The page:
In Cameroon, only 59% of the population uses long-lasting insecticidal nets. Almost three out of four households (73%) own at least one, according to the 2018 Demographic and Health Survey DHS.
In line with World Health Organisation (WHO) recommendations, the Cameroonian government is committed to scaling up interventions with proven efficacy to have a significant and sustainable impact on malaria morbidity and mortality.
Among these interventions, the Milda is one of the major strategies for strengthening malaria prevention in the country, ranked 11th among the nations most affected by this disease. However, it is shunned by the population for various reasons (feeling like sleeping in a shroud, difficulty in breathing under the net, etc.).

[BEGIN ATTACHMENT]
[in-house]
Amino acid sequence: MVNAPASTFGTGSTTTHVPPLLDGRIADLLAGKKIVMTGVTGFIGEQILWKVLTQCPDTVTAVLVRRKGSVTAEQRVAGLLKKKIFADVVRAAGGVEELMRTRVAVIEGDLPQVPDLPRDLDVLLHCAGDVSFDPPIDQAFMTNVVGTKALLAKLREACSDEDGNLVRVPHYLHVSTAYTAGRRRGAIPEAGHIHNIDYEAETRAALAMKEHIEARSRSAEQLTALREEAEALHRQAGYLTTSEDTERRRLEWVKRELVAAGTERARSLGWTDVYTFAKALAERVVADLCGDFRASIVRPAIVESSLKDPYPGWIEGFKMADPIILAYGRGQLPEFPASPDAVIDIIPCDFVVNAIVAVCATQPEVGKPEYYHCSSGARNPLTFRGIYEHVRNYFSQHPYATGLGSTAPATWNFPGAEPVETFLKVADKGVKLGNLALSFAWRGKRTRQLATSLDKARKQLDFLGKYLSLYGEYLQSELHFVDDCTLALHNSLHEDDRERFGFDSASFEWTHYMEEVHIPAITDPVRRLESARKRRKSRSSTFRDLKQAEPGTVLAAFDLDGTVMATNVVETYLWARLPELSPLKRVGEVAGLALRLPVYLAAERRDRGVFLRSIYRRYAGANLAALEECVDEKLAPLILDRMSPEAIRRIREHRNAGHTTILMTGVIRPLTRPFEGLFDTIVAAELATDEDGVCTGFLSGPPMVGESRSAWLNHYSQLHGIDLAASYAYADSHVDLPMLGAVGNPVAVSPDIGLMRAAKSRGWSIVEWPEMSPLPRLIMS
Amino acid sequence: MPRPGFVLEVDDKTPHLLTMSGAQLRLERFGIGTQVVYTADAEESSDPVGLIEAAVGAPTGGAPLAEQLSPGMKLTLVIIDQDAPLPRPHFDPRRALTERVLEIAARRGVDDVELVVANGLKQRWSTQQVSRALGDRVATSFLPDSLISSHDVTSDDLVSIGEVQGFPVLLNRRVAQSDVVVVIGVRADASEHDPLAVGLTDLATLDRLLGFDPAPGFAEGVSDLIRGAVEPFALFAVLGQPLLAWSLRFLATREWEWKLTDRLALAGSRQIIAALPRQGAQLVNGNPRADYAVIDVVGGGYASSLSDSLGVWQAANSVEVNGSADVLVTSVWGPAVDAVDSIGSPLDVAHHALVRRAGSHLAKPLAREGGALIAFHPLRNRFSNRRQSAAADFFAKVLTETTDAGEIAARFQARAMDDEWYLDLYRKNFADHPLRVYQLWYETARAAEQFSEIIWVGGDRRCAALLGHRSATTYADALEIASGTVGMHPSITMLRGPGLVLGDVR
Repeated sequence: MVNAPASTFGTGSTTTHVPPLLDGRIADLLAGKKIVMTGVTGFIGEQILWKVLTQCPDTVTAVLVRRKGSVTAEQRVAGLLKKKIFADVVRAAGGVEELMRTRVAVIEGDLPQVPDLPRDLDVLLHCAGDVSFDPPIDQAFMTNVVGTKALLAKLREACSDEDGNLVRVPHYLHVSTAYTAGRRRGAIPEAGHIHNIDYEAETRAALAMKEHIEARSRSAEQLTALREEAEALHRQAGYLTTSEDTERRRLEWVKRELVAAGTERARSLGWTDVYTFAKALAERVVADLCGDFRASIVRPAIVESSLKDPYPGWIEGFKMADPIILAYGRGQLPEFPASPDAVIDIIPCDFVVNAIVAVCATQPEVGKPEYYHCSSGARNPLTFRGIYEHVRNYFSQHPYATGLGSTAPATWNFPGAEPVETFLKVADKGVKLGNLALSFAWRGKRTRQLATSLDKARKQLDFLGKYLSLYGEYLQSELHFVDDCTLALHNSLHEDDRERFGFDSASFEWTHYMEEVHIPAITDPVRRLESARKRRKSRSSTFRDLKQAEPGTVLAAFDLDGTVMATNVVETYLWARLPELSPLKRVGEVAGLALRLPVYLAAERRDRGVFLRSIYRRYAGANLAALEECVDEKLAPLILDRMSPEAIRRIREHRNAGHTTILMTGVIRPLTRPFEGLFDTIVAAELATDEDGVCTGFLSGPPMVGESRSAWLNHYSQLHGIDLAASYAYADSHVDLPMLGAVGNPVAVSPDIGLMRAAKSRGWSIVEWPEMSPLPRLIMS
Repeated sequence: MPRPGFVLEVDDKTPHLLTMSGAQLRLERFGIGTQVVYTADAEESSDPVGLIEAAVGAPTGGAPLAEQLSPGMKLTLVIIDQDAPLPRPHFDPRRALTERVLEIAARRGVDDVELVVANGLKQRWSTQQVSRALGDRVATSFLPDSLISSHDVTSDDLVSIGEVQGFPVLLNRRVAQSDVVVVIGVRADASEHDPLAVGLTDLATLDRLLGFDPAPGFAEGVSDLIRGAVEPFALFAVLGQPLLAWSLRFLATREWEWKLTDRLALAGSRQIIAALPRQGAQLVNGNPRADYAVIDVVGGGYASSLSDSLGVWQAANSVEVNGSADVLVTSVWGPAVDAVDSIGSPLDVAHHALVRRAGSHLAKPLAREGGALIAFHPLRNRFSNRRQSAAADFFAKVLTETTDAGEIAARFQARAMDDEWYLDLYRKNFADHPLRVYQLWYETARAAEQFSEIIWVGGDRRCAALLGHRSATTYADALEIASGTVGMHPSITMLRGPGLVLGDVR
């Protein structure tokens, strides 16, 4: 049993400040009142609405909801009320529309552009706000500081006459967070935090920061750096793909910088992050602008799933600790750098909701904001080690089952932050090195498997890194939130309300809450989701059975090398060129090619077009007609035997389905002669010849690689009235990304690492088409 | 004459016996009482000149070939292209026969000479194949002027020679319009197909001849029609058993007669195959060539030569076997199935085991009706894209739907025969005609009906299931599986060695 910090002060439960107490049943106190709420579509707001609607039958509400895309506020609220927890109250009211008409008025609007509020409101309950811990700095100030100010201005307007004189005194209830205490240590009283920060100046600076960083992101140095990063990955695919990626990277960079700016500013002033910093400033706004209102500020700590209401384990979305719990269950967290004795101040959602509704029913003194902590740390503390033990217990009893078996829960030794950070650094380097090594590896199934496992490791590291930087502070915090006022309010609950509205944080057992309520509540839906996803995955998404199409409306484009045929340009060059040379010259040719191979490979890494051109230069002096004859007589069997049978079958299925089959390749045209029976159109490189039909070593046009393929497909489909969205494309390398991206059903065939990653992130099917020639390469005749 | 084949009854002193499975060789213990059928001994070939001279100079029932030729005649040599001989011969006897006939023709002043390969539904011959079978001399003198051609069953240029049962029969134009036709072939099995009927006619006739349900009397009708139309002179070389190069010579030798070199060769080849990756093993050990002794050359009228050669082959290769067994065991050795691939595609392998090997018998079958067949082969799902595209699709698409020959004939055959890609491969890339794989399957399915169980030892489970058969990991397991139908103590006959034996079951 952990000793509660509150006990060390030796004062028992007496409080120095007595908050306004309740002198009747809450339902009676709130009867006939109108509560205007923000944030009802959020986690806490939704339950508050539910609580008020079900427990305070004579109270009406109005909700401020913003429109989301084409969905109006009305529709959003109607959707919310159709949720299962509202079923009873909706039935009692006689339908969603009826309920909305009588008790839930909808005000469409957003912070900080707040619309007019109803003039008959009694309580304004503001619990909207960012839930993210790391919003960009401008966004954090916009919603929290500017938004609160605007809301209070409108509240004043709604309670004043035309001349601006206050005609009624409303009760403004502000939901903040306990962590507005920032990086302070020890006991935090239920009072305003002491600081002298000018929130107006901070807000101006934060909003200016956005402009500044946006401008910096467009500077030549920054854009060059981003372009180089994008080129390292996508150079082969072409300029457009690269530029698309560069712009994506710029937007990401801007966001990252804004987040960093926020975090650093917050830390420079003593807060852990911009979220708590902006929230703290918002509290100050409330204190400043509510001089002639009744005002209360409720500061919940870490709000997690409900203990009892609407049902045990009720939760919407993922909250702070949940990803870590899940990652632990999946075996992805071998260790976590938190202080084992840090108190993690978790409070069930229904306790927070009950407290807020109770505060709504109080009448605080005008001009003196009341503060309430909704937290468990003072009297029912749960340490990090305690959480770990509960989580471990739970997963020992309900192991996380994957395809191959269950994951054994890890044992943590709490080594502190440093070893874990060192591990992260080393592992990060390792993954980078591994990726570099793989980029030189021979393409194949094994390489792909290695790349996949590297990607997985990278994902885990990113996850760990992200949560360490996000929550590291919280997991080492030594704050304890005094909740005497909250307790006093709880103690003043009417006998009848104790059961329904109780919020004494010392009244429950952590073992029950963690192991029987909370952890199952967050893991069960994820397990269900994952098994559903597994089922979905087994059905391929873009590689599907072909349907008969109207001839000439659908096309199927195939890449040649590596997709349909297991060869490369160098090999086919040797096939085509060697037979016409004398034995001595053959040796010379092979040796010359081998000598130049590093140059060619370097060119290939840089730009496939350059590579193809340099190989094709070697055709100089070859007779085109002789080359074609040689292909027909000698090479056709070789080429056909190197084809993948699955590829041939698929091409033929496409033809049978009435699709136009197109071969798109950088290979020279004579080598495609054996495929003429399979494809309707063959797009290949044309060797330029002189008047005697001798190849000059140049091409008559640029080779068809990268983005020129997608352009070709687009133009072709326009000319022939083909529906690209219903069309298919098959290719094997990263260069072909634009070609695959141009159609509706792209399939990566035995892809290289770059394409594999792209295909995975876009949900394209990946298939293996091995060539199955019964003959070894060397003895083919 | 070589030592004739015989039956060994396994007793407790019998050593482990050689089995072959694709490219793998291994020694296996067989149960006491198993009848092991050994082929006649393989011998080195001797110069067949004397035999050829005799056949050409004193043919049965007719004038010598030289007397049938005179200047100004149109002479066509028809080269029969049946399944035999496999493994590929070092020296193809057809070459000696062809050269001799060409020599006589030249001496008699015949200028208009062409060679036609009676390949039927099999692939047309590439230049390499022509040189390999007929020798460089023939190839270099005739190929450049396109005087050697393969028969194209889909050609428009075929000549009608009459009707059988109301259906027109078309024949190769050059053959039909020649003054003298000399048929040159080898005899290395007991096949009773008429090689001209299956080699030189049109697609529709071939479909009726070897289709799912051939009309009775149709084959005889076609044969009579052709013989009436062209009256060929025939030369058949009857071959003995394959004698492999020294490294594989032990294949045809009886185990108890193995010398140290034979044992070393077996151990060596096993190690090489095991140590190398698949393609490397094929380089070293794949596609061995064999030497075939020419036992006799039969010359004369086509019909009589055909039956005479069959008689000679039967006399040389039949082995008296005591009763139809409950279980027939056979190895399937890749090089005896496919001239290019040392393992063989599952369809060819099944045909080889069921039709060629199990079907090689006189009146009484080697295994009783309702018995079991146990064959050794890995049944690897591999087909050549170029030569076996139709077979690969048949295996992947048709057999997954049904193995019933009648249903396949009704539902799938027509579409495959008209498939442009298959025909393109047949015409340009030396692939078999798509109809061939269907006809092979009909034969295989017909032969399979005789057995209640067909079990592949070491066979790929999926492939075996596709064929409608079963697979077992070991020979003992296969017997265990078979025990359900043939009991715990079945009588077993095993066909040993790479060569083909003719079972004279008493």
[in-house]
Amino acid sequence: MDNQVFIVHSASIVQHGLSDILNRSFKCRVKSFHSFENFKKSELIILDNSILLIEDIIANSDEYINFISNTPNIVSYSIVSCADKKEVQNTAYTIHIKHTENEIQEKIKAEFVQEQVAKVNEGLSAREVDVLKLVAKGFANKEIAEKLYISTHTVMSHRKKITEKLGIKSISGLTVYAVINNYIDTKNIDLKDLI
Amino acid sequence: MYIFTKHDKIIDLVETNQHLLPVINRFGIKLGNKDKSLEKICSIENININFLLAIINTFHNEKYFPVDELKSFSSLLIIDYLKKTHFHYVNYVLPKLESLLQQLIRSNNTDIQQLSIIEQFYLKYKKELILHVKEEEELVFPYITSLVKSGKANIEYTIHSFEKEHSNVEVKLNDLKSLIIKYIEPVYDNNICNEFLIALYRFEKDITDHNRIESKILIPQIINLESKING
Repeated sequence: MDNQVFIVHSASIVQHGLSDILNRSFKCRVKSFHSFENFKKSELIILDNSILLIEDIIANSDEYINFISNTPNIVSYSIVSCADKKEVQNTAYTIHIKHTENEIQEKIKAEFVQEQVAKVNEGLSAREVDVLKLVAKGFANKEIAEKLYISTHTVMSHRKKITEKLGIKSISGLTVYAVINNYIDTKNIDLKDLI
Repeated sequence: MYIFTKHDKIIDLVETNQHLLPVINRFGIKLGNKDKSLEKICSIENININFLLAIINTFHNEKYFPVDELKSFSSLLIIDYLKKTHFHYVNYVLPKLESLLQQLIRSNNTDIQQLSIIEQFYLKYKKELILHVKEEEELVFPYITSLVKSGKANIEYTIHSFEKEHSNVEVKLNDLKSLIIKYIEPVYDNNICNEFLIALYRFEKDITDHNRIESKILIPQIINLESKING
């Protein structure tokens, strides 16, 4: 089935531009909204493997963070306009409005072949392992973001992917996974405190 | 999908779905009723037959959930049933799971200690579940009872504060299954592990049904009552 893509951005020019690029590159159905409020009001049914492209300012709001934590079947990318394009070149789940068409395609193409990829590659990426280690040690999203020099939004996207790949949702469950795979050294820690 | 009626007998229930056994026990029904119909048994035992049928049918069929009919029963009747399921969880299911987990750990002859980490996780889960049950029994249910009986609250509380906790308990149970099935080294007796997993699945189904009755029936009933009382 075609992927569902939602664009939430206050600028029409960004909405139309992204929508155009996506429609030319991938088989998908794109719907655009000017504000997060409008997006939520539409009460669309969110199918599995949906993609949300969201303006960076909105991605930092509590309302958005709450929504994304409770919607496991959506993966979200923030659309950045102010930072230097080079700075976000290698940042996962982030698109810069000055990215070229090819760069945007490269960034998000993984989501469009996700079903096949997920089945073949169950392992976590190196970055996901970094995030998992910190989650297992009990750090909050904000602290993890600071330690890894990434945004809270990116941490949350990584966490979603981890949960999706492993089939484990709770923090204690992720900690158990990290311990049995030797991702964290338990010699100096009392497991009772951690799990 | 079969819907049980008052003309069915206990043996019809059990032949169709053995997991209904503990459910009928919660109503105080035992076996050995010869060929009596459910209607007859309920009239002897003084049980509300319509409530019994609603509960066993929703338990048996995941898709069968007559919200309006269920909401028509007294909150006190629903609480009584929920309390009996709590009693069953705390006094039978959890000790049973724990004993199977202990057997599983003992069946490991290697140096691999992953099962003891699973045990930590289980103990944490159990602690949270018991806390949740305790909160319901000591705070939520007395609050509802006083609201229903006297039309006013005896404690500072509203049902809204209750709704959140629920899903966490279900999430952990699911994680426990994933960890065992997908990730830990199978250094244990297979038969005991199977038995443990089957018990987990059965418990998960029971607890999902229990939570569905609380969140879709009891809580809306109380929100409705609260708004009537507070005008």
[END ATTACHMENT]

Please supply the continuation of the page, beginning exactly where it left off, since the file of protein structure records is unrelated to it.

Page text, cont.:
The Secretary General of the Ministry of Public Health , Prof. Louis Richard Njock, while launching the fourth national distribution campaign of Milda on Tuesday, June 7 in the Far North, recommended the effective use of this tool recognized as an effective weapon in the fight and prevention of malaria.
This is despite the fact that barriers and prejudices surrounding the Milda can influence its final adoption by households. The population is indeed called upon to sleep in it daily to avoid the bite of Anopheles which rages at dusk or during the night.
“Today, it is estimated that 58% of people use the nets. This is already progress. We must continue to educate the population for their effective use to reduce this disease,” said the WHO resident representative in Cameroon, Phanuel Habimana, on public radio.
This 4th campaign aims at offering free of charge more than 16.7 million Milda to households. This should bring to just over 47.8 million, the number of nets distributed to populations since the first campaign in 2011.